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import Control.Concurrent
main = do
    forkIO $ putStrLn "123"
    forkIO $ putStrLn "456"

I have written the code above. But when I executed it, I always got 123 only. 456 is not printed. I guess it is because main thread ended before the other thread so the whole program just ended.

How can I prevent this? Any api can make sure main thread ended after all threads ended?

OS: OS X 10.8.3

compiler: ghc 7.4.2

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2 Answers 2

up vote 11 down vote accepted

Use the async library:

import Control.Concurrent.Async

main = do
    a1 <- async $ putStrLn "123"
    a2 <- async $ putStrLn "456"
    mapM_ wait [a1, a2]

This is equivalent to Daniel's solution, except with two slight advantages:

  • It ensures that any exceptions raised in the forked threads get re-raised in the parent thread without causing a deadlock
  • It's more convenient
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3) It is easy for someone coming from another language to understand. 'async' and 'wait' have easily understood English meanings. On the other hand, ">> putMvar done ()" and "takeMvar done" are incomprehensible. –  7stud May 23 '13 at 1:44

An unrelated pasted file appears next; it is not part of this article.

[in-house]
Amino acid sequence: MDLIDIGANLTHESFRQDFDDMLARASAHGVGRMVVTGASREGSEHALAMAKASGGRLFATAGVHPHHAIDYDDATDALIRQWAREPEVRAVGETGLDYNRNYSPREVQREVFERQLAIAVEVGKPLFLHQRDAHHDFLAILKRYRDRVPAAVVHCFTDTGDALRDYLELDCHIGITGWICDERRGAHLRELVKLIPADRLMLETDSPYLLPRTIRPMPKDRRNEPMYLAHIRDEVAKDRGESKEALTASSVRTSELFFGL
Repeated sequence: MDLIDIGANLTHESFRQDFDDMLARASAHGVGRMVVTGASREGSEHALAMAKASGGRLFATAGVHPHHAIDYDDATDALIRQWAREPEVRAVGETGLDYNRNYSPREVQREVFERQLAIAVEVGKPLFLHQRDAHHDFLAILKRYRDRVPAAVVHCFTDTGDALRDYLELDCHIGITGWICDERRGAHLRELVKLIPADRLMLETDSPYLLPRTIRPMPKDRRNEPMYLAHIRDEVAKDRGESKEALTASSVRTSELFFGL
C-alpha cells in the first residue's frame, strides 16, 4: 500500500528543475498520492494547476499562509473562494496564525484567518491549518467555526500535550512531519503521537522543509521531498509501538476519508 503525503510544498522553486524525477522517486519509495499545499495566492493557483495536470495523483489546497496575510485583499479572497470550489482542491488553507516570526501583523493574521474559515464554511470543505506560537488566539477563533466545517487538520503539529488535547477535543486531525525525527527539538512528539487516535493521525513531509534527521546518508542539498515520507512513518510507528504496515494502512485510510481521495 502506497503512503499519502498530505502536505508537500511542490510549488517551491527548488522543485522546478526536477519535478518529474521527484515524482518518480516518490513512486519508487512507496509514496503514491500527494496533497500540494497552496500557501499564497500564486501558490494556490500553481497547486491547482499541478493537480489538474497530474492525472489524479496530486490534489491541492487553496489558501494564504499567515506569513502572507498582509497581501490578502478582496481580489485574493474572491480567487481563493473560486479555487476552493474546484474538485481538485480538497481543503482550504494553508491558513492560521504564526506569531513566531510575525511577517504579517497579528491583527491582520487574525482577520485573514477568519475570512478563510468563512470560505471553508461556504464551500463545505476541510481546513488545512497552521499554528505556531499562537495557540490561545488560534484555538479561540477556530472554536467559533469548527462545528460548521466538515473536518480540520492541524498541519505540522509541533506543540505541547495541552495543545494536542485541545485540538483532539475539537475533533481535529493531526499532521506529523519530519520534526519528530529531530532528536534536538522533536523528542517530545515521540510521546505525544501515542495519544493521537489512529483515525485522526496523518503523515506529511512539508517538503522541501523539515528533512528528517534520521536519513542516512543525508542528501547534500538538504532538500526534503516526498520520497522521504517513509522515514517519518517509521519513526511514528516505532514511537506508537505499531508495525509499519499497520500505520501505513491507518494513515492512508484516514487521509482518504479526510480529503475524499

or concurrently (putStrLn "123") (putStrLn "456") –  JJJ May 23 '13 at 4:52
import Control.Concurrent
main = do
    done <- newEmptyMVar
    forkIO $ putStrLn "123" >> putMVar done ()
    forkIO $ putStrLn "456" >> putMVar done ()
    takeMVar done
    takeMVar done
    -- OR: replicateM_ 2 (takeMVar done)
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Beware of issues with exceptions, though. If an exception prevents a child thread from calling putMVar, you'll get a BlockedIndefinitelyOnMVar in the main thread. You can use forkFinally to ensure putMVar gets called. –  hammar May 22 '13 at 18:57

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